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  • 2013-05

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CRIMINAL LIABILITY FOR OMISSIONS: A RETRIBUTIVE APPROACH TO PUNISHING BAD SAMARITANS

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Bad Samaritans are bystanders who omit from preventing some foreseeable harm when doing so could have been accomplished with little risk. Although failing to intervene to prevent a harm often

Bad Samaritans are bystanders who omit from preventing some foreseeable harm when doing so could have been accomplished with little risk. Although failing to intervene to prevent a harm often renders Bad Samaritans morally culpable, under current common law in the United States they could not be held criminally liable for any harm that resulted to the victims of that harm. In this paper I argue for the criminalization of individuals who fall under this label; I argue for the adoption of Bad Samaritan laws. To accomplish this, I first argue for the conclusion that omissions can causally contribute to harm. From here I am able to reach three further conclusions relative to Bad Samaritan legislation. These three conclusions are that Bad Samaritan laws are justified, that the punishment for the violation of a Bad Samaritan law should be proportional to the degree culpability for the harm caused, and that if "commission by omission" statutes are justified, then so too are Bad Samaritan laws.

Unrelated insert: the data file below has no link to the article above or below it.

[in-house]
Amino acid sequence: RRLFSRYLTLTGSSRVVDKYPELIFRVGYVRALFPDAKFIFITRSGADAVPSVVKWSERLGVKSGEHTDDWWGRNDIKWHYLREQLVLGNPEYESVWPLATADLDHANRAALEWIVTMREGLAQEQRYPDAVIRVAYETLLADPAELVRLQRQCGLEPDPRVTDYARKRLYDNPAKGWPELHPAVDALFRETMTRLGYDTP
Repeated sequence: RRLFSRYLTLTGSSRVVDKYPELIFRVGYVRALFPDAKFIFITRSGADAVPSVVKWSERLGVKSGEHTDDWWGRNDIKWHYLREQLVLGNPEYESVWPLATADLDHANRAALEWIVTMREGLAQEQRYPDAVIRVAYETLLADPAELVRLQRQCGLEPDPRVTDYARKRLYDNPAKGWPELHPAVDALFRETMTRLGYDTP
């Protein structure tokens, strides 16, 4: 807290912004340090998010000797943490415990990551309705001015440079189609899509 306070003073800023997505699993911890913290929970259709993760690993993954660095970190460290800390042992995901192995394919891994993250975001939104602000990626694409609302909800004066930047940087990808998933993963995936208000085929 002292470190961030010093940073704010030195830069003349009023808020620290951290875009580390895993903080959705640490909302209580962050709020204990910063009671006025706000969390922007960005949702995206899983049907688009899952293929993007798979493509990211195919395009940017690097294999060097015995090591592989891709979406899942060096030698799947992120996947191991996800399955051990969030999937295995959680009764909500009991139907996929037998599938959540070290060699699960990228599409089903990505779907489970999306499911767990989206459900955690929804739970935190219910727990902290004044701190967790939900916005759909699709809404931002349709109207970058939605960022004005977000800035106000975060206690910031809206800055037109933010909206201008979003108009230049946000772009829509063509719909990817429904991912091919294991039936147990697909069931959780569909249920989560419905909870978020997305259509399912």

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  • 2013-05

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The Insanity Defense: Defending Its Necessary Place in Law

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It is not necessarily concerning that it is harder for some to conform to the law until it brings up the issue of insanity. The insanity defense, though controversial, is

It is not necessarily concerning that it is harder for some to conform to the law until it brings up the issue of insanity. The insanity defense, though controversial, is inherently retributive in that punishing the mentally ill is not blameworthy. As ill-suited subjects for blame, mentally ill persons lack the cognitive reasoning skills necessary to be held legally accountable. Exculpating the mentally ill is not only retributive, but also deeply intuitive, evidenced by how many mentally ill persons seem "odd or crazy" to the average person. Finally, of all the tests used to determined insanity, the Federal Test of 1984 most successfully renders the insanity defense narrow enough to minimize abuse, allows for expert testimony, and calls for a cognitive interpretation of insanity.

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  • 2013-05

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The Nature and State of the United States Punishment System